Your SlideShare is downloading. ×
  • Like
  • Save
Robert Marshall & Wilderness Act
Upcoming SlideShare
Loading in...5
×

Thanks for flagging this SlideShare!

Oops! An error has occurred.

×

Now you can save presentations on your phone or tablet

Available for both IPhone and Android

Text the download link to your phone

Standard text messaging rates apply

Robert Marshall & Wilderness Act

  • 2,027 views
Published

A brief presentation on Robert Marshall, notable accomplishments and contributions to the Wilderness Act

A brief presentation on Robert Marshall, notable accomplishments and contributions to the Wilderness Act

Published in Education , Technology
  • Full Name Full Name Comment goes here.
    Are you sure you want to
    Your message goes here
    Be the first to comment
    Be the first to like this
No Downloads

Views

Total Views
2,027
On SlideShare
0
From Embeds
0
Number of Embeds
1

Actions

Shares
Downloads
0
Comments
0
Likes
0

Embeds 0

No embeds

Report content

Flagged as inappropriate Flag as inappropriate
Flag as inappropriate

Select your reason for flagging this presentation as inappropriate.

Cancel
    No notes for slide

Transcript

  • 1. Robert Marshall(January 2, 1901 – November 11, 1939) Legacy & Contribution to American Wilderness
  • 2. BackgroundSon of constitutional lawyer, BS in Forestry from SyracuseLouis Marshall University in 1924Spent summers in the Scored the highest in the nationAdirondack Mountains at a on the Civil Service test forfamily resort, Knollwood ForestersFamily used wealth to forward MS in Forestry from Harvardsocial justice issues University in 1925Attended the Ethical Culture PhD from John HopkinsSchool in NYC University in 1930Heros were Lewis & Clark Largely credited for being the driving force for the WildernessSpent one year at Stanford Act of 1964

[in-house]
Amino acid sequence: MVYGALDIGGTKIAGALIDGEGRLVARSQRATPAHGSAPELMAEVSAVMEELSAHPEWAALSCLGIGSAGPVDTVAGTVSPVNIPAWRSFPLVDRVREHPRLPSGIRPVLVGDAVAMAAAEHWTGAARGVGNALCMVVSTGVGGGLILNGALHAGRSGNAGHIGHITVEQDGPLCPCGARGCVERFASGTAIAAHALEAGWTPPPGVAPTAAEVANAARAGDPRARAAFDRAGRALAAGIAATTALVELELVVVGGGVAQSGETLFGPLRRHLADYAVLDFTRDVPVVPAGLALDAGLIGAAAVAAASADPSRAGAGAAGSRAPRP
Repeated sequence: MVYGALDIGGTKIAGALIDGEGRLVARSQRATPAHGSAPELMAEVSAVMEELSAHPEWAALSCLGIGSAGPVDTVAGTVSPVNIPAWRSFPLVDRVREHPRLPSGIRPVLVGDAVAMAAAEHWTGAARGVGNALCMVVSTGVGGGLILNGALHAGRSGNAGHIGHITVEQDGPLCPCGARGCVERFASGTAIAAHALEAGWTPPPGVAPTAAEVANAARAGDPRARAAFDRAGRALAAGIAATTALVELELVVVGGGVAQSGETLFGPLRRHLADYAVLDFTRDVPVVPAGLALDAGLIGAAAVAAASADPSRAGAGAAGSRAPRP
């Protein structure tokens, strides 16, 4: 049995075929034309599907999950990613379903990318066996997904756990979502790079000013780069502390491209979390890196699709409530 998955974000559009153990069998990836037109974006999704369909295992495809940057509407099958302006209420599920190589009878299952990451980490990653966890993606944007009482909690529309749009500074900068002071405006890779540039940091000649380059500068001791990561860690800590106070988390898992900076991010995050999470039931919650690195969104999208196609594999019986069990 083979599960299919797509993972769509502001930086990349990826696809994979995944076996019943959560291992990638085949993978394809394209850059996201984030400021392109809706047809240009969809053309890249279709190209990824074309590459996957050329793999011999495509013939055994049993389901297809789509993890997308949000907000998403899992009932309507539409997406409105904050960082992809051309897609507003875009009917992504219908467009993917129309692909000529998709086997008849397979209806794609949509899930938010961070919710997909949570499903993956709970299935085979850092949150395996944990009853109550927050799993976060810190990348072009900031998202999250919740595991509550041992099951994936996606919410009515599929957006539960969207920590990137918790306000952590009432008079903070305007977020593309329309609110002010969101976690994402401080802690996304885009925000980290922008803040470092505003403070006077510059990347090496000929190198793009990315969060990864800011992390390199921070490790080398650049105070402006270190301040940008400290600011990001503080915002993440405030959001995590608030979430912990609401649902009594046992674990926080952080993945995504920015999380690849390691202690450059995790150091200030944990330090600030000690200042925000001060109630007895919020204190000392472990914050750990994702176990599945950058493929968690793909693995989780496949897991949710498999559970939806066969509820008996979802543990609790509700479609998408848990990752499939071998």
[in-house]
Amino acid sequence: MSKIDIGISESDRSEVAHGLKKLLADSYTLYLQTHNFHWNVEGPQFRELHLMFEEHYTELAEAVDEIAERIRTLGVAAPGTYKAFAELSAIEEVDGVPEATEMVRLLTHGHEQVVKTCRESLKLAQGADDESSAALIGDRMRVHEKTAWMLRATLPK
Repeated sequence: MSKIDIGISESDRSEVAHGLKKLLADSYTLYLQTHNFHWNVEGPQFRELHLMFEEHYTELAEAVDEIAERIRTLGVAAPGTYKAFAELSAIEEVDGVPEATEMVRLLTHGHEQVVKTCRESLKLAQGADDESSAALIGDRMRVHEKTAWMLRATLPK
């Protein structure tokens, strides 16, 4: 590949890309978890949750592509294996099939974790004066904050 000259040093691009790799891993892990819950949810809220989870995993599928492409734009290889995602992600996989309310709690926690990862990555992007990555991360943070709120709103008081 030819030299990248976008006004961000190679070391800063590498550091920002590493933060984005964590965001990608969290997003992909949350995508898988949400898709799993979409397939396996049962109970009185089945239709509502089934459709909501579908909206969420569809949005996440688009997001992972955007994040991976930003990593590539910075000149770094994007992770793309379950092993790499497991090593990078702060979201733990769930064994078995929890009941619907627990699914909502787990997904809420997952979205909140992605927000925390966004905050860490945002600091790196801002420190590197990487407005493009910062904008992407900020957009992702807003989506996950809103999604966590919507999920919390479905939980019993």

• 3. Scientific Monthly ArticlePublished in The ScientificMonthly in February 1930, "TheProblem of the Wilderness" hadalready been rejected by fourother magazines, but it becameone of his most importantworks.He argued that wilderness wasworth saving not only becauseof its unique aesthetic qualities,but because of its ability toprovide visitors with a chancefor adventure.
  • 4. Post ArticleStarted the WildernessSociety, dedicated to theprotection of land“untouched by thehand of man”Spent a year in Alaskaand wrote Arctic VillageNamed Director ofIndian Forest Service in1933
  • 5. “Although huge sums of money are involved in and basis of calculation, the most important value offorest recreation are not susceptible of measurement in monetary terms. They are concerned with such intangible considerations as inspiration, aesthetic enjoyment, and gain in understanding.”
  • 6. The Original 46-RClimbed 42 of the 46Adirondack peaks above 4000feet in 1921In 1932, Marshall climbed 14Adirondack peaks, over 4000feet, in 19 hoursWas very disciplined andlogged all his hiking andpeaks climbedLogged many 30-50 milehiking days
  • 7. "There is just one hope of repulsing the tyrannicalambition of civilization to conquer every niche on the whole earth. That hope is the organization of spirited people who will fight for the freedom of the wilderness."
  • 8. Advocate, Politician,Government Employee Made few friends in government and advocated for Native American land rights Marshall was the leading force behind the wilderness preservation movement
  • 9. What Could Have Been?Marshall had healthproblems throughouthis lifeDied at age 39 from aheart attackLeft all of his familyfortune to thewilderness cause
  • 10. Following Marshalls untimely death in 1939, nearly a million acres of pristine wild land in Montana was designated as "The Bob Marshall Wilderness Area," meaning that no roads, structures, or mechanized transportation would be allowed. This tract is one of the most preserved ecosystems in the world and is indeed a fitting tribute to the man who fought sohard to save the scant remaining wild places from the inroads of development and mechanization.